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By Mark Wallace
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BBC Money FunnelThe BBC has been closed down. 

The furore and shock such a headline would stir up is almost unimaginable. Questions would be yelled in Parliament, Polly Toynbee would sob blue murder in the pages of the Guardian and parts of Twitter would solidify into pitchforks and burning torches.

Far-fetched as it may seem, last week Greeks awoke to their own national equivalent of such news. The state broadcaster, ERT, was closed with immediate effect by the Prime Minister as unaffordable and unviable.

Of course, Greece is Greece – once a byword for classical ruins, now a byword for modern economic ruin. Extreme measures are to be expected in a country in which the outright majority of young people are unemployed and a delegation of European Central Bank officials hold unaccountable control over fiscal policy.

It could never happen here, could it? 

It seems highly unlikely that it would ever happen in Britain for the reasons it happened in Greece (unless Ed Balls gets a really long stretch as Chancellor, in which case all bets on the state of the nation's finances are off). But for deep-rooted reasons, the BBC has serious trouble ahead; we just don't like to admit it.

Turning a blind eye

Human beings – and the British in particular – are naturally small-c conservative creatures. We may gripe and grumble, or wish for various things to be improved, but an institution has to be very obviously flawed and failing before we will accept that its very future is in doubt. 

Ironically, this preference for the comfort of things we know rather than the discomfort of revolutions tends to result in crises. Instead of identifying problems which can be fixed or planned for, we sit in blissful ignorance until they are too large and too immediate to ignore any longer. 

This is the reason why so many disasters seem to spring from nowhere, leaving people wondering why no-one saw them coming. Consider the banks which plunged almost immediately from untrammeled success into total disaster – or the Euro, which some British commentators still refuse to accept is fatally flawed. Anyone who remembers the titanic nationalised industries of the pre-Thatcher period will recall the air of permanence which hung about them for so long – and the remarkable speed with which they were torn down.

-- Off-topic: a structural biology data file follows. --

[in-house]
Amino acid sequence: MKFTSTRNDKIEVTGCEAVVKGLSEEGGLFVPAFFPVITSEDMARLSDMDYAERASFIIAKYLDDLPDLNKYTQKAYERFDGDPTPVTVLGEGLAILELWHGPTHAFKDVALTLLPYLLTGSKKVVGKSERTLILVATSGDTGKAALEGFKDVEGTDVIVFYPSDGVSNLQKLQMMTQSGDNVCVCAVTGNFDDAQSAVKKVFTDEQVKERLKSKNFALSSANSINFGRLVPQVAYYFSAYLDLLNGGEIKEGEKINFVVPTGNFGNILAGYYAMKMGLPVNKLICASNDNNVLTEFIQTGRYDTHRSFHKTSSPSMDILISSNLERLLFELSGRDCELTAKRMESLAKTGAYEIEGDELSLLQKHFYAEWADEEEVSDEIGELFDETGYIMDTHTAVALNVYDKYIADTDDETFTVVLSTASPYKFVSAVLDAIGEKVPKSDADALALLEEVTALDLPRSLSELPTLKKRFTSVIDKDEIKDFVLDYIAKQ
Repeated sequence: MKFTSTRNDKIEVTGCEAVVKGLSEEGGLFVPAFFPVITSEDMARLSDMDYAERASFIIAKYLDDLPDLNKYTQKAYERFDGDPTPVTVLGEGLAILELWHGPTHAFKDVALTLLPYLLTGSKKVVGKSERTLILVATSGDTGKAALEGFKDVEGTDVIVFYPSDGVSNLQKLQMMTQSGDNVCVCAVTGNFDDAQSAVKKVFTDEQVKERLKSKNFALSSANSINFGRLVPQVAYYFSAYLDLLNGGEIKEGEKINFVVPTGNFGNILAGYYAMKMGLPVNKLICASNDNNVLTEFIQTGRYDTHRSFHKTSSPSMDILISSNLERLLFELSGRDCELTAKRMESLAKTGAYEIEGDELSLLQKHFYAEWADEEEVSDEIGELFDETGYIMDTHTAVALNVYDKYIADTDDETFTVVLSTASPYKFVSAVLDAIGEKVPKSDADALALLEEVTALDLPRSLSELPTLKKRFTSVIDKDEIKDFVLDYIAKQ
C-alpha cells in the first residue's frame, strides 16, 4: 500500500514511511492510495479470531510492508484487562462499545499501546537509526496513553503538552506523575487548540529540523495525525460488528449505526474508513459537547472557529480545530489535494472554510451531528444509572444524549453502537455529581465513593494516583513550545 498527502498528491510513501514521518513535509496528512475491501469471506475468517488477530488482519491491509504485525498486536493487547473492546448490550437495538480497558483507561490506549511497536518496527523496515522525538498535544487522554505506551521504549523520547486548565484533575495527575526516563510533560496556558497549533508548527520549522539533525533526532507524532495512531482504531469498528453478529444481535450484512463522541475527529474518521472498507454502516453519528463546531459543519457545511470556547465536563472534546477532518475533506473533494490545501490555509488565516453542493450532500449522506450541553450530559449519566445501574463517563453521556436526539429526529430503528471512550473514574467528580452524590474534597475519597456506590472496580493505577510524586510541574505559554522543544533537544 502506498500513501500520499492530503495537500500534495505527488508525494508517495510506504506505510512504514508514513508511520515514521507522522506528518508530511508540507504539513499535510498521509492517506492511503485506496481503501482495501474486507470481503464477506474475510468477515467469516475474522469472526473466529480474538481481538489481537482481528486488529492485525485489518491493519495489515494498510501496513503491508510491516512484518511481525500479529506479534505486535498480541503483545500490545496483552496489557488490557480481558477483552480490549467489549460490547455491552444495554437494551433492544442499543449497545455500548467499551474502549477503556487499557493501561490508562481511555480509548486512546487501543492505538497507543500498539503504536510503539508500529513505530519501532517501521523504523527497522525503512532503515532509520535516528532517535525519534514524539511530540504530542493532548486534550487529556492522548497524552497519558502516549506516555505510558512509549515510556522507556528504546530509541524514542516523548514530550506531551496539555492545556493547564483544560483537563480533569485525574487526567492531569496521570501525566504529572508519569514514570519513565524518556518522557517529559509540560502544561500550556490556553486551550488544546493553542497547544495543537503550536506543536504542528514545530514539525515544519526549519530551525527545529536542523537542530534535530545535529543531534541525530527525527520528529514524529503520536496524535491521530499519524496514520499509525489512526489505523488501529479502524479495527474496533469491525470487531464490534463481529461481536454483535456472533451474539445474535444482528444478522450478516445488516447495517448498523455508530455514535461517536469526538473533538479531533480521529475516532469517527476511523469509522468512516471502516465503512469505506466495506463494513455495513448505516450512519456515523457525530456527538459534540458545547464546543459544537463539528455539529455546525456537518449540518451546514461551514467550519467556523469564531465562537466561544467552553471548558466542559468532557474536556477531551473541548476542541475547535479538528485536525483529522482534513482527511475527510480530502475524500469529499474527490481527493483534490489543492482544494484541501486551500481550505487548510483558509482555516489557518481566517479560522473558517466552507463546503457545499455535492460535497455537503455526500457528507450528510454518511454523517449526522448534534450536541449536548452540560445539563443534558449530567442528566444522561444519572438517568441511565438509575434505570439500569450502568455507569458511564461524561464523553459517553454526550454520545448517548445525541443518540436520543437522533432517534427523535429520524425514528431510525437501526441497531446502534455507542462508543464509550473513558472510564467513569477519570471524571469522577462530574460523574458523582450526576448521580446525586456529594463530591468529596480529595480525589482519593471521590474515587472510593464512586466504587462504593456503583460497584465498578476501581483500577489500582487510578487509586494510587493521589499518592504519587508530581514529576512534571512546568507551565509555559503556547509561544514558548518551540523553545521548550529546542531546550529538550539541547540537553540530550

So it may be with the BBC.

We all know Auntie. It has become a calendar for our lives. Most of us were raised on a staple diet of Blue Peter, then Grange Hill, growing up to shout at Question Time, choking on our cornflakes out over the Today Programme and eventually find ourselves wondering if listening to the Archers means we are officially old. The BBC News website is one of the most read news sites in the world. Our lives are shot through with the Corporation's output.

But its size belies its growing weakness. 

Outpaced by technology

Technological changes mean that the television licence funding model is swiftly becoming unenforceable and outdated.

Funding the BBC through compulsory licences was first conceived 86 years ago, in the form of the radio licence (later fully replaced by the television licence). It was a simple solution in a simple market. At the time, the Corporation was the only broadcaster in the entire country – if you bought a device to receive broadcasts, you were by definition using its services and you were easy to identify in the shop.

Now, as the BBC's tenth decade approaches, that model is broken. 

The simplicity of the system was first fractured by the advent of commercial TV channels and radio stations. Ever since, the Television Licensing Authority (TVLA) has fought a war to enforce payment. While those of us with TVs are assailed with untrue stories of detection vans which can prove that your aerial is receiving a signal, people who prefer not to own a TV have found themselves bombarded with letters from officials who refuse to believe them.

But it is the advent of the internet which rings the death knell for the licence fee. This week, a Freedom of Information request revealed that there are now more than 400,000 households in Britain who inform the TVLA each year that they do not need to buy a licence – and that's just the number who actually respond to the hectoring letters they receive.